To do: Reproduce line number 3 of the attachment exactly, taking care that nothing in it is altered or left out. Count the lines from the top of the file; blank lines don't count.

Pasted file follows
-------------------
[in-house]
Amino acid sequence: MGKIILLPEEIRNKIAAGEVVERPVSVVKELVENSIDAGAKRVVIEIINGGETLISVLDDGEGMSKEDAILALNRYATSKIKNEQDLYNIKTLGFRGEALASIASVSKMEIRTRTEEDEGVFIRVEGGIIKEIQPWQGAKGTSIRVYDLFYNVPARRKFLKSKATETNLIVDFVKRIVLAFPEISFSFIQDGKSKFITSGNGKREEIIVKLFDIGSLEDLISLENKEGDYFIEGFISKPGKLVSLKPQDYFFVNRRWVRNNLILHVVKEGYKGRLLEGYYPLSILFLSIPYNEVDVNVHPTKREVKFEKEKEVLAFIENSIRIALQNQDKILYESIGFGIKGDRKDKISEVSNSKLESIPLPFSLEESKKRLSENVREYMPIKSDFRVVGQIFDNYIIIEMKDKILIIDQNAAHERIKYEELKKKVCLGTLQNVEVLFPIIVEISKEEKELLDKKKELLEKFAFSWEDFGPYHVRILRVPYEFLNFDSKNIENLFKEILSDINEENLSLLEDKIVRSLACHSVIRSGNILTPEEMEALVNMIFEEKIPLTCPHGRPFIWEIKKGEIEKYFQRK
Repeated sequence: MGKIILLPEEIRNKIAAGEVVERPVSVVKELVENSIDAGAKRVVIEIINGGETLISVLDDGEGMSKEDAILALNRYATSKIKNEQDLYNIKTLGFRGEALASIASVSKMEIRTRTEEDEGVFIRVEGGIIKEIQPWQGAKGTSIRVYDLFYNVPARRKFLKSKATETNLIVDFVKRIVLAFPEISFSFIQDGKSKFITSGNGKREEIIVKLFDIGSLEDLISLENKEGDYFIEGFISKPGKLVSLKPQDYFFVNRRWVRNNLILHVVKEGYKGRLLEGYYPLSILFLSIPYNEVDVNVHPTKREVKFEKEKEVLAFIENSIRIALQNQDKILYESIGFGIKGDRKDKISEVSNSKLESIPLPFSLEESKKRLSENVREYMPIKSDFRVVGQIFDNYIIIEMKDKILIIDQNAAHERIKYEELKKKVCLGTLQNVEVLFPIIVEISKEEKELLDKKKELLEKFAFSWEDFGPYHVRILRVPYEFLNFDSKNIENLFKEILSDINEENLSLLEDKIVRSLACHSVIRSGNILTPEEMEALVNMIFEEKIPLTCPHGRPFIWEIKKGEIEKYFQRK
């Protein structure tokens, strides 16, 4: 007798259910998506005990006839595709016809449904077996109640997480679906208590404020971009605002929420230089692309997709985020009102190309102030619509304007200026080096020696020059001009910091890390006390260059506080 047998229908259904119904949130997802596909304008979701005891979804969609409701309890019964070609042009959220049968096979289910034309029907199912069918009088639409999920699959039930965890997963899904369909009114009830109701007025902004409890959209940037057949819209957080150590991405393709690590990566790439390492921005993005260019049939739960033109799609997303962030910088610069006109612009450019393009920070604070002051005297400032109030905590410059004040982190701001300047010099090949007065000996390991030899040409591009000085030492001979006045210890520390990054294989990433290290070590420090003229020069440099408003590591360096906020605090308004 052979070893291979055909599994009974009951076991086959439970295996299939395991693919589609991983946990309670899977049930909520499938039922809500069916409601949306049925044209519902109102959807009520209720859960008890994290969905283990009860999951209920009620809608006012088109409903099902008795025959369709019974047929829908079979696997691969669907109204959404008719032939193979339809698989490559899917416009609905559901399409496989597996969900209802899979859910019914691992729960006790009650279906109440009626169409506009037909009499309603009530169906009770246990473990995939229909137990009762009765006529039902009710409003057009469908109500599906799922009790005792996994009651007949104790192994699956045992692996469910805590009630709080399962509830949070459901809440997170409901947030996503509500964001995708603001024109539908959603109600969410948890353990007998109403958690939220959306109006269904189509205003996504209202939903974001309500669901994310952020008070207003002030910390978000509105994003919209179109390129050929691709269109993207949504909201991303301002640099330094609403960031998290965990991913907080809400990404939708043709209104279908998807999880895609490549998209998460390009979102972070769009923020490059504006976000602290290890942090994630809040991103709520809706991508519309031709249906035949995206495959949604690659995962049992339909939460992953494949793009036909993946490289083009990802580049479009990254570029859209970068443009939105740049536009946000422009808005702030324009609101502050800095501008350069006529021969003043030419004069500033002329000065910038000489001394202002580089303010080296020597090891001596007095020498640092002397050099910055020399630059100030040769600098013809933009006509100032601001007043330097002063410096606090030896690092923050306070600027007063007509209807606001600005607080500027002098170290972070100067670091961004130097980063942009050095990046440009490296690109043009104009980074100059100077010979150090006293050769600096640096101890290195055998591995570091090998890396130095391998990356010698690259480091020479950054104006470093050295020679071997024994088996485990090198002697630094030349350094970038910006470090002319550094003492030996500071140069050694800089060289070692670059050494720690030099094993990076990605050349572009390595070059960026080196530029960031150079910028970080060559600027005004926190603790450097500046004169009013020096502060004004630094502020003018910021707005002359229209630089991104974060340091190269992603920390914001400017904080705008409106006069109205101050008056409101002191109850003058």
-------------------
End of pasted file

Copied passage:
Repeated sequence: MGKIILLPEEIRNKIAAGEVVERPVSVVKELVENSIDAGAKRVVIEIINGGETLISVLDDGEGMSKEDAILALNRYATSKIKNEQDLYNIKTLGFRGEALASIASVSKMEIRTRTEEDEGVFIRVEGGIIKEIQPWQGAKGTSIRVYDLFYNVPARRKFLKSKATETNLIVDFVKRIVLAFPEISFSFIQDGKSKFITSGNGKREEIIVKLFDIGSLEDLISLENKEGDYFIEGFISKPGKLVSLKPQDYFFVNRRWVRNNLILHVVKEGYKGRLLEGYYPLSILFLSIPYNEVDVNVHPTKREVKFEKEKEVLAFIENSIRIALQNQDKILYESIGFGIKGDRKDKISEVSNSKLESIPLPFSLEESKKRLSENVREYMPIKSDFRVVGQIFDNYIIIEMKDKILIIDQNAAHERIKYEELKKKVCLGTLQNVEVLFPIIVEISKEEKELLDKKKELLEKFAFSWEDFGPYHVRILRVPYEFLNFDSKNIENLFKEILSDINEENLSLLEDKIVRSLACHSVIRSGNILTPEEMEALVNMIFEEKIPLTCPHGRPFIWEIKKGEIEKYFQRK